$10k Ranch Style Shipping Container Home


Shipping container homes are the PERFECT base to start building you off grid home or cabin. It’s extensible, affordable, modular, and portable. If you build a traditional home or cabin, and ever have to move, you can’t take your home with you, which forces you to sell it and start from scratch.

With container homes you can easily upgrade an existing home by simply adding another 40′ container which adds an instant 320′ square feet onto your total living space. It’s inexpensive, it’s efficient, and it’s eco-friendly. When you turn a used shipping container into a home, you’re helping contribute to the betterment of the world.

These are a just few of my shipping container home designs. From one extreme to the other, cheap and small, to extremely large and extravagant these are some of the most popular home design styles made from shipping containers.

1280 square foot ranch style home for less than $10,000 in materials. This design, like most others I’ve designed uses a minimalist approach to maximize livable floor space. The design is so simple it uses just two ISO shipping containers spaced 16 feet apart to form a grand entrance and living room/dining room space which is 640 square feet, with 12 foot vaulted ceilings.

The two containers off the each side form the outer walls, and contain the bedrooms and bathroom.

It’s not shown, but you could take and cut out half of the inside wall of one of the containers and form a very big kitchen, which opens into the the dining room/living room common area, basically giving the whole place a very big “feel” inside. The addition of the large glass wall in the back is simply to give it a more open feel.

Containers are in many ways an ideal building material because they are strong, durable, stackable, cuttable, movable, modular, plentiful and relatively cheap. Architects as well as laypeople have used them to build many types of buildings such as homes, offices, apartments, schools, dormitories, artists' studios and emergency shelters; they have also been used as swimming pools. They are also used to provide temporary secure spaces on construction sites and other venues on an "as is" basis instead of building shelters.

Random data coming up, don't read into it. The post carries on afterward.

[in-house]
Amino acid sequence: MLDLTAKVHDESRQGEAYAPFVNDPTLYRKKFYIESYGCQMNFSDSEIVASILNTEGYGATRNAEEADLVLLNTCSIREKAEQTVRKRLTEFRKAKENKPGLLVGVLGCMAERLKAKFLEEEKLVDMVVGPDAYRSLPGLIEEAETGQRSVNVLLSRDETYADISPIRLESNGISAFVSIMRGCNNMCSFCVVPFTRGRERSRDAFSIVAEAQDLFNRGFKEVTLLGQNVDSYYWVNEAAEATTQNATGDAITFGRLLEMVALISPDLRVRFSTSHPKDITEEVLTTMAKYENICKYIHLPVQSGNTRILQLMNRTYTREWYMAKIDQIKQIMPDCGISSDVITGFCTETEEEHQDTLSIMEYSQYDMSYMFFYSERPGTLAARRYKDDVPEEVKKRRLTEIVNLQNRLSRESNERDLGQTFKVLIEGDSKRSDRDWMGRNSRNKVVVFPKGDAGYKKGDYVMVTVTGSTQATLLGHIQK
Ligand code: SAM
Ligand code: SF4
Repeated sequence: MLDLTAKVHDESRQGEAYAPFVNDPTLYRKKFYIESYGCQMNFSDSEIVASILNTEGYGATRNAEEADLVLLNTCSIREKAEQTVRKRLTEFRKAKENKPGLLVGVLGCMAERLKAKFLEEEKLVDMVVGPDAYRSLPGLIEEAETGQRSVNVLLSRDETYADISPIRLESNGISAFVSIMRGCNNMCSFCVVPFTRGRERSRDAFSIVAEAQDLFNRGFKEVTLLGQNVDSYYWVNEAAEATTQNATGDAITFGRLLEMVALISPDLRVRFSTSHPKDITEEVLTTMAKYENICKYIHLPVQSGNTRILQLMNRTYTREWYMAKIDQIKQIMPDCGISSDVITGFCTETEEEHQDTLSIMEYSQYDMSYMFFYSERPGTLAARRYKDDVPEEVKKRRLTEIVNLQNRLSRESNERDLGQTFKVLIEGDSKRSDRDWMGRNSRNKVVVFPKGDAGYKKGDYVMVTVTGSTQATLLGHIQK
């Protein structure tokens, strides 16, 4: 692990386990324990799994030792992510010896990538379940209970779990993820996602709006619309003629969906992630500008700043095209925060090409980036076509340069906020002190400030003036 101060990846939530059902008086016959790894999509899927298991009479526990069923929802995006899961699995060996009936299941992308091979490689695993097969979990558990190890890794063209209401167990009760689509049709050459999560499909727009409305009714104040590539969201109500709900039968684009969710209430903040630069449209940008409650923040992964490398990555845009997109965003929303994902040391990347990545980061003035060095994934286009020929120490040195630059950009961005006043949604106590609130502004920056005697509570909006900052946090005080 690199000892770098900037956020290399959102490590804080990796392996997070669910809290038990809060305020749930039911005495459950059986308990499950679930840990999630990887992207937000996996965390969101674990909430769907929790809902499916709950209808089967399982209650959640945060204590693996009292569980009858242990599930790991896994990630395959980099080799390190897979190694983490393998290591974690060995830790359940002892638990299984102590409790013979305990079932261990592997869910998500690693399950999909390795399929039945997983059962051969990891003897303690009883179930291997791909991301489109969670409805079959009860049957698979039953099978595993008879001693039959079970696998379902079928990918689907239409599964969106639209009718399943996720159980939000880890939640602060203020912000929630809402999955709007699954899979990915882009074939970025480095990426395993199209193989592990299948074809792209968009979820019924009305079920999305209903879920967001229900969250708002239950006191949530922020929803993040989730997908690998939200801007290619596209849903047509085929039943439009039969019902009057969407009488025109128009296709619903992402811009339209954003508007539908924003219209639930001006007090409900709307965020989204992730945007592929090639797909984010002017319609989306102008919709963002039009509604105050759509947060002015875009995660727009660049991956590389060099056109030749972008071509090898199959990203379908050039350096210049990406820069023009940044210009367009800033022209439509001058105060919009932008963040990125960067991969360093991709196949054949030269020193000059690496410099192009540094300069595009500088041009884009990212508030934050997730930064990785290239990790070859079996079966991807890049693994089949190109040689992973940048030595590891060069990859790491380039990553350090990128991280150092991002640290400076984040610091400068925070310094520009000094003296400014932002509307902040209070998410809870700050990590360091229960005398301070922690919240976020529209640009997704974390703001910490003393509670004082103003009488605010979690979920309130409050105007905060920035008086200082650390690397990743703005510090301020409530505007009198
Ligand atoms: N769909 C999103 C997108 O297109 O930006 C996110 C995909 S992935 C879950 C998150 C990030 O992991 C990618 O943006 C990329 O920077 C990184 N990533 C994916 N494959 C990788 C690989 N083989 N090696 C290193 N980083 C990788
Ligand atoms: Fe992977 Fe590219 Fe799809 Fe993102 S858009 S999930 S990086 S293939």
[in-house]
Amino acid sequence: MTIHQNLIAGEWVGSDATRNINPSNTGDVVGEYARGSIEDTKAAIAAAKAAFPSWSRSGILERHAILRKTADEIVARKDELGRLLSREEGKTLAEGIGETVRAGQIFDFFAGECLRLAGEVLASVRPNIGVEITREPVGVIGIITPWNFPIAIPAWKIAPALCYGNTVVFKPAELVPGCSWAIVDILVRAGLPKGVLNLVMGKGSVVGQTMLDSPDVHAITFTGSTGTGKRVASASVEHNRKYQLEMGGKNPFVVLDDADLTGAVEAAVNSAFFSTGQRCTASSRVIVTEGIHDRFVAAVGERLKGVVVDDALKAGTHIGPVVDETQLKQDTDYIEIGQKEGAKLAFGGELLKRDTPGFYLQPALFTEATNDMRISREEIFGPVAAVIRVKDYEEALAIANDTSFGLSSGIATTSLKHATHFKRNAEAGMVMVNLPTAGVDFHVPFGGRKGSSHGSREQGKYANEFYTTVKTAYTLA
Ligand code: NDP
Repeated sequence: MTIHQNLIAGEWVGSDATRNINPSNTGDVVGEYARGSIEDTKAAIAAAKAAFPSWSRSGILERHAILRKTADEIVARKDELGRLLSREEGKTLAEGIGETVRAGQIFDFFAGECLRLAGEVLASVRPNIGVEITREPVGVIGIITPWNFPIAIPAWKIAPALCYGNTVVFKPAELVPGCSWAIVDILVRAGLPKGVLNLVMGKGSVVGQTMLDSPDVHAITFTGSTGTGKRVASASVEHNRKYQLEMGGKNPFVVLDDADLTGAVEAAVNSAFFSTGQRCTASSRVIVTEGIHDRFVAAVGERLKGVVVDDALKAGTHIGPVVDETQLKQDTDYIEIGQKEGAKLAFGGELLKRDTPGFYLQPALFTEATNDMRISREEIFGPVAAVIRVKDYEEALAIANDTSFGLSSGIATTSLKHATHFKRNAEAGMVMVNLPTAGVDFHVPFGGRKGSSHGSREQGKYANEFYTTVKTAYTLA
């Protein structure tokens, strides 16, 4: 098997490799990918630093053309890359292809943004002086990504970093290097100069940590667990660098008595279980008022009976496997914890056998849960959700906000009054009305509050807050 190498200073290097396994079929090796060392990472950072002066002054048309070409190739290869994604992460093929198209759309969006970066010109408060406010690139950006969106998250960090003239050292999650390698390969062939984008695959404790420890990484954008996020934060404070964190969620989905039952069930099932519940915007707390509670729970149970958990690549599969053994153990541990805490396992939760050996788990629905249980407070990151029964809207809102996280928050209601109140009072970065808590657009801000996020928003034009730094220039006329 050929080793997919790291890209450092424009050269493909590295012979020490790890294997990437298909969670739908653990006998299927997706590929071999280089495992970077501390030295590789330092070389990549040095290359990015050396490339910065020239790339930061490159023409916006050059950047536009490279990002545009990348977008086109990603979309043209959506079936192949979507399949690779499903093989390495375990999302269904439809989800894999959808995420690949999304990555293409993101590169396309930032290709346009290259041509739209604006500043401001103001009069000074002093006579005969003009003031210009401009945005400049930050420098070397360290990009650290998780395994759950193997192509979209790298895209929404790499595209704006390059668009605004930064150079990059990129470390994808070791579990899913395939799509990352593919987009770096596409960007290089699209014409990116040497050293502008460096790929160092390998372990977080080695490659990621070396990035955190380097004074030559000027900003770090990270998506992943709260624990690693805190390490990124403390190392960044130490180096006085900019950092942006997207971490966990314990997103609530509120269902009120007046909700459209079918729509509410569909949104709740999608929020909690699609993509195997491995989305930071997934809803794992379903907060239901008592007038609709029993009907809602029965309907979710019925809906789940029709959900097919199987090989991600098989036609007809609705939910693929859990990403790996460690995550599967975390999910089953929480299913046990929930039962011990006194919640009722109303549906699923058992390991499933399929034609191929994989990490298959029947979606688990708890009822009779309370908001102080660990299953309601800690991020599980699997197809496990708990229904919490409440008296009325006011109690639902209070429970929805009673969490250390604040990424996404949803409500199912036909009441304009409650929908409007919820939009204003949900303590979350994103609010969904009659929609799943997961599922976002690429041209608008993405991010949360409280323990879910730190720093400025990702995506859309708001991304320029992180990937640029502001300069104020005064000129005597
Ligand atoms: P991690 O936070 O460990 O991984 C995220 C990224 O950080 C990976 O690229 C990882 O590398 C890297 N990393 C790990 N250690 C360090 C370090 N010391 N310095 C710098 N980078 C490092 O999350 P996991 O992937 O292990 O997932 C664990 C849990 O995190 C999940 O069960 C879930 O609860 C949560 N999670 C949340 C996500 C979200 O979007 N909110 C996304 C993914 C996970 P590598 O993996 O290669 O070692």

Phillip C. Clark filed for a United States patent on November 23, 1987 described as "Method for converting one or more steel shipping containers into a habitable building at a building site and the product thereof". This patent was granted August 8, 1989 as patent 4854094. The patent documentation shows what are possibly the earliest recorded plans for constructing shipping container housing and shelters by laying out some very basic architectural concepts. Regardless, the patent may not have represented novel invention at its time of filing. Paul Sawyers previously described extensive shipping container buildings used on the set of the 1985 film Space Rage Breakout on Prison Planet.

Other examples of earlier container architecture concepts also exist such as a 1977 report entitled 'Shipping Containers as Structural Systems' investigating the feasibility of using twenty foot shipping containers as structural elements by the US military.


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